Foreigners who operate small unregistered shops in downtown areas of major cities in Zimbabwe, are reportedly perpetrating rampant smuggling of basic goods into neighbouring countries at a time Zimbabwe is experiencing acute shortage of the same, the Confederation of Zimbabwe Retailers (CZR) has claimed.
CZR says the issue has been reported to Government through the Ministry of Industry and Commerce for appropriate interventions.
The goods are reportedly smuggled out to countries such as Angola, Democratic Republic of Congo (DRC), Mozambique and Zambia.
CZR president Denford Mutashu, said his organisation, a lobby group for retailers, had gathered that foreigners -- especially those operating tuck shops in downtown areas of major cities who have links with local suppliers -- were behind some of the rampant smuggling of basic goods into neighbouring countries.
"We received information to that effect; there have been complaints about that. They (foreigners) may use Rapid Transfer Gross Settlement (RTGS) to buy from the supplier but when they sell, they sell in US dollars and what they get they come back and sell on the black market and they get high premiums," Mr Mutashu said.
The US dollar exchange rate (against bond note or RTGS) is about 200 percent on the black market, meaning, foreigners using the hard currency need to spend only a fraction of that currency to buy Zimbabwean commodities on official markets where the exchange rate to bond note or RTGS is 1 to1.
Shortages of basic goods have given rise to speculation that producers who get foreign currency support from the central bank have not been honest in their dealings by allegedly holding on to large stocks of basic products in their warehouse for speculative trading.
Amid the supply and production challenges caused by shortage of foreign currency in the country, consumers have been the biggest victims in that either they have to do without most of the basic goods they require or when available they pay steep prices.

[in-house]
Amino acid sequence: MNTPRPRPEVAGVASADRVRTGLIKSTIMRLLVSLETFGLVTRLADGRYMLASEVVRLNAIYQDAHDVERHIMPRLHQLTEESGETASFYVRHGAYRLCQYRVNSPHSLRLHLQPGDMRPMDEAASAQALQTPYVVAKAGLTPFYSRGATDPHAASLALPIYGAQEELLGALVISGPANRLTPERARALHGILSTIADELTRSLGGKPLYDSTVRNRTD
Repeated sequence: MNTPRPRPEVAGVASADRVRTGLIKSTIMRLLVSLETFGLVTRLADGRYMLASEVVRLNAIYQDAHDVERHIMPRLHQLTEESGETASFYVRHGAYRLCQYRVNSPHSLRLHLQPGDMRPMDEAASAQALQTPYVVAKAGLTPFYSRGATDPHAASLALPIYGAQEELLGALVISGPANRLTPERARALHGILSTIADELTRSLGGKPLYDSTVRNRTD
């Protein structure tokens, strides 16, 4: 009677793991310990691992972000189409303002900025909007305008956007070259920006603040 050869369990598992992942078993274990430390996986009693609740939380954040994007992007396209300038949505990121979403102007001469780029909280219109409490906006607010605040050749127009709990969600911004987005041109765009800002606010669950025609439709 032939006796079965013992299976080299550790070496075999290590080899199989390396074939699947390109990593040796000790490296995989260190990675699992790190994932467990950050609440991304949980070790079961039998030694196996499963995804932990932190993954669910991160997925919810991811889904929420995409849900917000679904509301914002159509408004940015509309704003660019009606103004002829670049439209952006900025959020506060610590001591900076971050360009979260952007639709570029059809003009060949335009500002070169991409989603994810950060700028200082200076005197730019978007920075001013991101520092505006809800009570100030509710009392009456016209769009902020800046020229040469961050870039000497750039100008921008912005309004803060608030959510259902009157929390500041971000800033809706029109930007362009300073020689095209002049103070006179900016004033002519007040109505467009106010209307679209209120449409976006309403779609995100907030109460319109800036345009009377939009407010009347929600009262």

However, business is reportedly brisk in the trading of smuggled basic commodities on the informal markets of Zimbabwe's neighbouring countries or in the region at a time the Southern African country is battling acute shortages on the back of supply/production bottlenecks.
The distortions on the currency front have caused basic goods produced in Zimbabwe to become artificially cheaper than products from the region, prompting unscrupulous individuals to hoard the products for resell in neighbouring countries, according to Pure Oil Industries chief executive Rodreck Musiyiwa.
The country uses a basket of foreign currencies, which is in short supply, but has maintained an official exchange rate of 1 to 1, including for pricing, between the main transacting currency
(US dollar) and bond note or its electronic equivalent.
"Our products have also become artificially cheap because of the currency issue and are being smuggled into neighbouring countries where they are sold in US dollars," Mr Musiyiwa, whose company produces Zimgold cooking oil, told Industry and Commerce Minister Mangaliso Ndlovu during a tour of his firm recently.
Efforts to get comment from United Refineries Limited chief executive Busisa Moyo, who is on record saying some of their products were being sold in regional countries they have never exported to, were unsuccessful yesterday.
Denying any wrong doing by manufacturers Mr Moyo told the Sunday Mail Business: "However, there is a lot of rent-seeking behaviour on our cooking oil products by small retailers, hoarders, arbitrageurs and rent-seekers."
This comes amid growing questions as to why manufacturers of basic commodities have failed to abet shortage despite assistance from Government to import key raw materials, resulting in Government passing legislation to allow the importation of most basic products by individuals and corporates with free funds.
The smuggling is an extension of illegal practices by small shops located in downtown areas of major cities such as Harare and Bulawayo where the traders are always fully stocked with goods their bigger and formal counterparts do not have.
Where they are found, the products are only sold in local cash money and foreign currency, raising questions as to how the traders always have access to large of volumes basics such as cooking oil, fruit juice, laundry bars, sugar and rice.
The issue of Zimbabwean products being taken advantage of is not limited to products such as cooking oil, sugar and soaps, but other key commodities such as fuel, which require foreign currency to bring into the market.
Foreign truckers are reportedly in the habit of exchanging US dollars meant for fuel on the parallel market and then fill up on their tanks at a fraction of foreign currency in hand by paying in the local currency, RTGS, swipe or Ecocash.